Specifications: 300bhp, 368 cu.in.V8 engine, four-barrel Carter carburetor, Turbo-Drive automatic three-speed transmission, and four-wheel hydraulic brakes. Wheelbase: 126"
In terms of styling, the Continental Mark II was a departure from what Americans were accustomed to from a luxury car in the 1950s. With excellent proportions and lines penned by Ford’s newly formed and independent Continental Division, the car possessed an understated beauty, striving for elegance in place of flamboyance.
Americans expected a car weighed down by chrome, set off by a high contrast two-tone paint scheme and space age inspired styling elements. What they saw in the Mark II was a long and low car with proportions similar to the Thunderbird but enlarged, all the while paying homage to the Continental of the 1940s with the trunk lid molded to the shape of the spare tire concealed within. Under the four-pointed star mounted on the hood, which would later become the Lincoln emblem, rested a 300 horsepower 368 cubic-inch V8 engine mated to a three-speed automatic transmission.
Mostly hand-made, the Mark II was a rolling piece of art and a product of exceptional craftsmanship. The paint was wet sanded, double-lacquered and polished to a shine industrial painting techniques could simply not achieve. Only the very finest materials were used throughout and the instrumentation displayed the precision of a finely crafted watch. These amenities and more did not come cheaply and even with a sticker price of $10,000 Ford lost an estimated $1,000 per car sold. With a price tag equaling a Rolls-Royce and far exceeding the Lincoln Premiere Series of the same year, the Mark II only attracted clients of considerable wealth – the rich and famous. Elvis Presley, Frank Sinatra, Nelson Rockefeller, and President Dwight D. Eisenhower were all proud owners of a Mark II, as was the Shah of Iran.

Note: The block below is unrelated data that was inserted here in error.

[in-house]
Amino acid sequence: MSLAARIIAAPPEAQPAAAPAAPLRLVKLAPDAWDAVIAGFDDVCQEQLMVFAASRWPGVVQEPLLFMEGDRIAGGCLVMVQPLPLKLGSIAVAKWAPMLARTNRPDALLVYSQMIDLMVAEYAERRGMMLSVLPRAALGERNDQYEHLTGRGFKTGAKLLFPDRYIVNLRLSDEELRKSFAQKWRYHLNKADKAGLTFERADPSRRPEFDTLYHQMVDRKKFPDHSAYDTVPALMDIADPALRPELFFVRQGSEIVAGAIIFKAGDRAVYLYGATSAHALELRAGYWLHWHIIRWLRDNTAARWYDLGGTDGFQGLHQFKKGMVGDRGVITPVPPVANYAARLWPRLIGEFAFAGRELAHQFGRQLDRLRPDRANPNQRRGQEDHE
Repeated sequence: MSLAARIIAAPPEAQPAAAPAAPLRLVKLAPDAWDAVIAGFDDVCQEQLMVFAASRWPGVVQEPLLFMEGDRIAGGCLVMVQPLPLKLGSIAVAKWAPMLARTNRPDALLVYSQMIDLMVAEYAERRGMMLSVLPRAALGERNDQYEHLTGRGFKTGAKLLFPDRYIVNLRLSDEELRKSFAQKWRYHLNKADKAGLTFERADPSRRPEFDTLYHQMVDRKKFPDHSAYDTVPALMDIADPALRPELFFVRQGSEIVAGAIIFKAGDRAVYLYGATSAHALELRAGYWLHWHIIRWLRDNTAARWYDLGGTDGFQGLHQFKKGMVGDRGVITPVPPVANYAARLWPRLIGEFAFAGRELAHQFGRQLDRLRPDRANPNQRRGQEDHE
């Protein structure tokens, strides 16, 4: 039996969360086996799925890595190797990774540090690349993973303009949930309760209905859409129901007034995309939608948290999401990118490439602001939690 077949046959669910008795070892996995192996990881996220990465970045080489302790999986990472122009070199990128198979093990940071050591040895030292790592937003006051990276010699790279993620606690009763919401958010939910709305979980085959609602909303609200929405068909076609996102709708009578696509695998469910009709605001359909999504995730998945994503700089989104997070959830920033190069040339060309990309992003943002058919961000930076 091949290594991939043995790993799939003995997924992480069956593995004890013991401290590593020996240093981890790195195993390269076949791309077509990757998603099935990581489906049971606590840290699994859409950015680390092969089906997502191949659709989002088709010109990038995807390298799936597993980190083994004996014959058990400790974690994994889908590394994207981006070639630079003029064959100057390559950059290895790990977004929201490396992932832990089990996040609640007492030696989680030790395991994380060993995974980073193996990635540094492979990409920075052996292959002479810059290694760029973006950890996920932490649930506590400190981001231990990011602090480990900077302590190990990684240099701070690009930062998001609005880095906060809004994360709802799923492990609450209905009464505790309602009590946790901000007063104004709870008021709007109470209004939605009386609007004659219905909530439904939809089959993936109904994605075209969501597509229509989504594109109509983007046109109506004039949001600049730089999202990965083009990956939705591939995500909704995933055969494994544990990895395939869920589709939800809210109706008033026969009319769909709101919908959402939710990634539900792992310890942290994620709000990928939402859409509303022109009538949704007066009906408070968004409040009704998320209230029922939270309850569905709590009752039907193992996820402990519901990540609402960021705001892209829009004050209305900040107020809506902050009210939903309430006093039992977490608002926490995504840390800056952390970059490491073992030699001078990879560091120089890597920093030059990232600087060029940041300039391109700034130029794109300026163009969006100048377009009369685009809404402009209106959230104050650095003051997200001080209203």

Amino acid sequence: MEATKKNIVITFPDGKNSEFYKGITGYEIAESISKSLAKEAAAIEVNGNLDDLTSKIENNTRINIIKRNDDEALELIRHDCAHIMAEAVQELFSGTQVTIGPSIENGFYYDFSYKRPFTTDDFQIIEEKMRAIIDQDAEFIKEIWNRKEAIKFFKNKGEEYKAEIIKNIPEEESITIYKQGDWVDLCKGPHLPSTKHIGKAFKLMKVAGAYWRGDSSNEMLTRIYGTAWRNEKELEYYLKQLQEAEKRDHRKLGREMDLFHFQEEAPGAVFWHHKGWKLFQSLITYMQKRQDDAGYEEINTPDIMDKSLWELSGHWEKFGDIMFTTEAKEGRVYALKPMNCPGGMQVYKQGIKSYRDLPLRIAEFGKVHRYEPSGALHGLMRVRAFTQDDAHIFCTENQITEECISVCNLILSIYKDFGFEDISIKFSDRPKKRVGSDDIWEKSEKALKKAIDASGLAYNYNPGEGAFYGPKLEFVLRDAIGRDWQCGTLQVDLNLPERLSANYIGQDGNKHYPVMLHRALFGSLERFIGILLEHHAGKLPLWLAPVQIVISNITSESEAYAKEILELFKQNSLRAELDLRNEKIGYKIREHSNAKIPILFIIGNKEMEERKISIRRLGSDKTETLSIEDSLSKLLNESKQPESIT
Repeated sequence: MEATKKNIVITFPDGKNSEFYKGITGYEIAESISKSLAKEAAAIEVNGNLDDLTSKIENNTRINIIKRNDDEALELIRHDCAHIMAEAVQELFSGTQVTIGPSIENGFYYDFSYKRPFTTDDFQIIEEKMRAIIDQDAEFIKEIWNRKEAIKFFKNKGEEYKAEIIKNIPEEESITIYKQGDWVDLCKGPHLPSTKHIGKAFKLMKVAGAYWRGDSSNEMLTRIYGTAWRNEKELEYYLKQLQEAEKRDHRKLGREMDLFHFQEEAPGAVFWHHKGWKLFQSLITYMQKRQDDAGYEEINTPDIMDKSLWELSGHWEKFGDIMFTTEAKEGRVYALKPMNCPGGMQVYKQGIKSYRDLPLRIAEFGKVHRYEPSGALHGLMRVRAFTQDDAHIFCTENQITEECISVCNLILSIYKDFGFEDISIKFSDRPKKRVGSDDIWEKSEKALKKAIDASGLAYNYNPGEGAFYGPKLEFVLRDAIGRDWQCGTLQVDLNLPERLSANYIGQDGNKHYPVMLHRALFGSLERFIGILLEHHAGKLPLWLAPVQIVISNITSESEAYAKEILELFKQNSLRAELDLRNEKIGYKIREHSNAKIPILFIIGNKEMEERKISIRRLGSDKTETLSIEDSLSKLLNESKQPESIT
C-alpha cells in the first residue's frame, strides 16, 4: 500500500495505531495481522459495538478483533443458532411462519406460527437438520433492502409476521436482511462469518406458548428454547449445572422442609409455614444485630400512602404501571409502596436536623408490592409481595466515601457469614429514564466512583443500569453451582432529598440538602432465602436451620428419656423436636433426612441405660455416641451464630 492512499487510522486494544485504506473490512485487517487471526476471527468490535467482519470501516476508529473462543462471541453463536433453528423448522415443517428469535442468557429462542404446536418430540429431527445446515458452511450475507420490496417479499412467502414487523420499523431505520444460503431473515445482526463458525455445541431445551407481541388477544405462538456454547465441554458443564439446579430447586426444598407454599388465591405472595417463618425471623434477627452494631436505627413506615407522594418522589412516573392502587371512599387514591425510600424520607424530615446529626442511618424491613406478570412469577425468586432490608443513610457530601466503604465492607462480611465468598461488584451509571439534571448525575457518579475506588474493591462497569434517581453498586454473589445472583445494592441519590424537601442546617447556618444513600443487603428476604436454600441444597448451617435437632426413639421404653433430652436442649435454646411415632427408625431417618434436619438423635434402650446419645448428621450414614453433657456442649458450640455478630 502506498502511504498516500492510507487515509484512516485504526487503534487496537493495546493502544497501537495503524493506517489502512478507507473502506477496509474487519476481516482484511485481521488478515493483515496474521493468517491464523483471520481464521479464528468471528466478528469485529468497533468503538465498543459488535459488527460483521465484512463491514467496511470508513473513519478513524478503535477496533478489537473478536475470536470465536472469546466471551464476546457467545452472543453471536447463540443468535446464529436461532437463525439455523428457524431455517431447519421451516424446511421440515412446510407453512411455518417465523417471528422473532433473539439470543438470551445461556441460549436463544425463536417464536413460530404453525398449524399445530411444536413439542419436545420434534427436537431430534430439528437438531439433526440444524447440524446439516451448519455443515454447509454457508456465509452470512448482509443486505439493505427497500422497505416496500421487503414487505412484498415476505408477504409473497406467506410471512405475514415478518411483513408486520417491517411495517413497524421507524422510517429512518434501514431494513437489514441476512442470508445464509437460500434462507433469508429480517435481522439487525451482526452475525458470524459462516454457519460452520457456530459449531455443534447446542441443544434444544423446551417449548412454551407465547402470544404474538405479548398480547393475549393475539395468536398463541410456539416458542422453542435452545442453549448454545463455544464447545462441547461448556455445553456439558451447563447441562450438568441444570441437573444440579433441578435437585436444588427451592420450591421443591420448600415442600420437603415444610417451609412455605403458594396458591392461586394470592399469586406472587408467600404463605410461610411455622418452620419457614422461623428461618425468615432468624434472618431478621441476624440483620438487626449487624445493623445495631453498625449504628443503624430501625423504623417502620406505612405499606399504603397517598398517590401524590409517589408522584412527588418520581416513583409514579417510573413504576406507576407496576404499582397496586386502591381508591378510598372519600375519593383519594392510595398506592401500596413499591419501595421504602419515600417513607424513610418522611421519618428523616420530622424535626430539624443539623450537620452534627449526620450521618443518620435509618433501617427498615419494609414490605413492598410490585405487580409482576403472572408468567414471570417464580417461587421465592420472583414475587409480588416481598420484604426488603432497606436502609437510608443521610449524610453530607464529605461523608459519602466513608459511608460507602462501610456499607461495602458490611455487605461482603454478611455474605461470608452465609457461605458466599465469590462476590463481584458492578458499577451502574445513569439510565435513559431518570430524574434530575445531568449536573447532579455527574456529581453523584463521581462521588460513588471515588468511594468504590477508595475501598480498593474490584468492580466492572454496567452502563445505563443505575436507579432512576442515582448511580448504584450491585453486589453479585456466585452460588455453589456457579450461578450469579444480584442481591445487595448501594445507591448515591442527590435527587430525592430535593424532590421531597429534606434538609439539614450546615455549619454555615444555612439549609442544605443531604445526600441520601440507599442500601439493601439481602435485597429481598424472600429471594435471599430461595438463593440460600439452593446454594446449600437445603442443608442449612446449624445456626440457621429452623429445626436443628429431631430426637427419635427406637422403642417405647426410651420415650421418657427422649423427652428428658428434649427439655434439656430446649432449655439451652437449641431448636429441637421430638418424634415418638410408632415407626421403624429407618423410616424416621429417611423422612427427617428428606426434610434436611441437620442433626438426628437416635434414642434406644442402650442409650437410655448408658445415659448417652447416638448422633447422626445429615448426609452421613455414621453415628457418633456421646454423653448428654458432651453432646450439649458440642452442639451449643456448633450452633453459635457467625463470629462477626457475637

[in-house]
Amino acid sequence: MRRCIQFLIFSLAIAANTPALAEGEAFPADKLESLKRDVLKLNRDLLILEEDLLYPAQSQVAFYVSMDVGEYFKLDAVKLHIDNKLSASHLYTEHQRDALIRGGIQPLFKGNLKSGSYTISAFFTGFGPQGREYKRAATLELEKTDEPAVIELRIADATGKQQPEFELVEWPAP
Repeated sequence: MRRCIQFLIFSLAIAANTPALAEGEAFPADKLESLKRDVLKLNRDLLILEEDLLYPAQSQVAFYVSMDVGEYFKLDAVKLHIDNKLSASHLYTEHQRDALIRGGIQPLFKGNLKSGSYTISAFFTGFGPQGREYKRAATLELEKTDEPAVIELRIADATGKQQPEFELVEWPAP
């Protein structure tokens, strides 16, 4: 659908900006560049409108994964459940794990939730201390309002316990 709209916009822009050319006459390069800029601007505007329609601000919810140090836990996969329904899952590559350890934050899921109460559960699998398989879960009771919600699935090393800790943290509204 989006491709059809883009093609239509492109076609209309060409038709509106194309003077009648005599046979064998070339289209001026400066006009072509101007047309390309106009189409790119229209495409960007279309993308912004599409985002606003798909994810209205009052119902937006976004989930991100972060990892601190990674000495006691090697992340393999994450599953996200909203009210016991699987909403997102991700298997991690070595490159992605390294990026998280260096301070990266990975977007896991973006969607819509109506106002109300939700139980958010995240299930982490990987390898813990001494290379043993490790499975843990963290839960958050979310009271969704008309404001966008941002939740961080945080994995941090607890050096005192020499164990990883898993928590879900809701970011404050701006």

Conceived as the height of automotive fashion, its public debut at the Paris Motor Show of 1955 was fitting. Before the car had been publicly released, 1,300 examples were sold with only another 1,300 sold during its first year of production. In 1957, only 450 were produced, making the total production of the Mark II only 3,000 examples strong. At present, it is believed that the number of surviving examples is far lower.
This particular 1956 Continental Mark II has undergone a complete, professional, and very thorough frame-off restoration. Its exterior, benefiting from a unique wraparound windshield, is finished in rare and factory-correct Naiad Green while the interior features matching, two-tone green and white leather upholstery. In addition to a smart dashboard with four-dial gold-trimmed instrumentation, this Mark II is fully equipped with a host of typical Continental extras – power brakes, power steering, power seat, radio, white wall tires, heater, and air conditioning, the only available factory option.
In no way was the Continental Mark II a typical Lincoln. In fact, its development by the Continental Division and the virtual omission of the Lincoln name signaled a certain degree of autonomy for the super-luxurious two-door. With such marques as Duesenberg, Cord, and Peerlees relegated to the annals of history, Ford’s project was aimed from the outset at luxury strongholds Packard and Cadillac. The Division’s goal of crafting “the finest automobiles in America” was lofty but, by all accounts, a stylistic success, even if Ford lost money on each example produced. To this day, the Continental Mark II remains a vehicle of great distinction, a timeless American classic, and a welcome presence at any show event.